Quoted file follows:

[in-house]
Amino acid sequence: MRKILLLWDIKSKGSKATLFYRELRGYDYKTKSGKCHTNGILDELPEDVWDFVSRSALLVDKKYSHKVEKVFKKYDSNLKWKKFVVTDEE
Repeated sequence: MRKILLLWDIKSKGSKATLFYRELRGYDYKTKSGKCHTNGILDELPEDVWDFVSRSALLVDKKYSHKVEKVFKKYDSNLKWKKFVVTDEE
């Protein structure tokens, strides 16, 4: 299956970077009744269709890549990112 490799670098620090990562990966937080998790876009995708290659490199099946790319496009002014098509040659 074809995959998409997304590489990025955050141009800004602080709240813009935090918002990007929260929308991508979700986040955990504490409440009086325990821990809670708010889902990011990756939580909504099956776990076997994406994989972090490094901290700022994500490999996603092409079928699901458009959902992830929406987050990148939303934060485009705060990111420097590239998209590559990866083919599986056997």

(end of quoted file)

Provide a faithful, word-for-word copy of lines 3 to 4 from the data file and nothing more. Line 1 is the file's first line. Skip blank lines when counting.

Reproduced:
Repeated sequence: MRKILLLWDIKSKGSKATLFYRELRGYDYKTKSGKCHTNGILDELPEDVWDFVSRSALLVDKKYSHKVEKVFKKYDSNLKWKKFVVTDEE
């Protein structure tokens, strides 16, 4: 299956970077009744269709890549990112 490799670098620090990562990966937080998790876009995708290659490199099946790319496009002014098509040659 074809995959998409997304590489990025955050141009800004602080709240813009935090918002990007929260929308991508979700986040955990504490409440009086325990821990809670708010889902990011990756939580909504099956776990076997994406994989972090490094901290700022994500490999996603092409079928699901458009959902992830929406987050990148939303934060485009705060990111420097590239998209590559990866083919599986056997």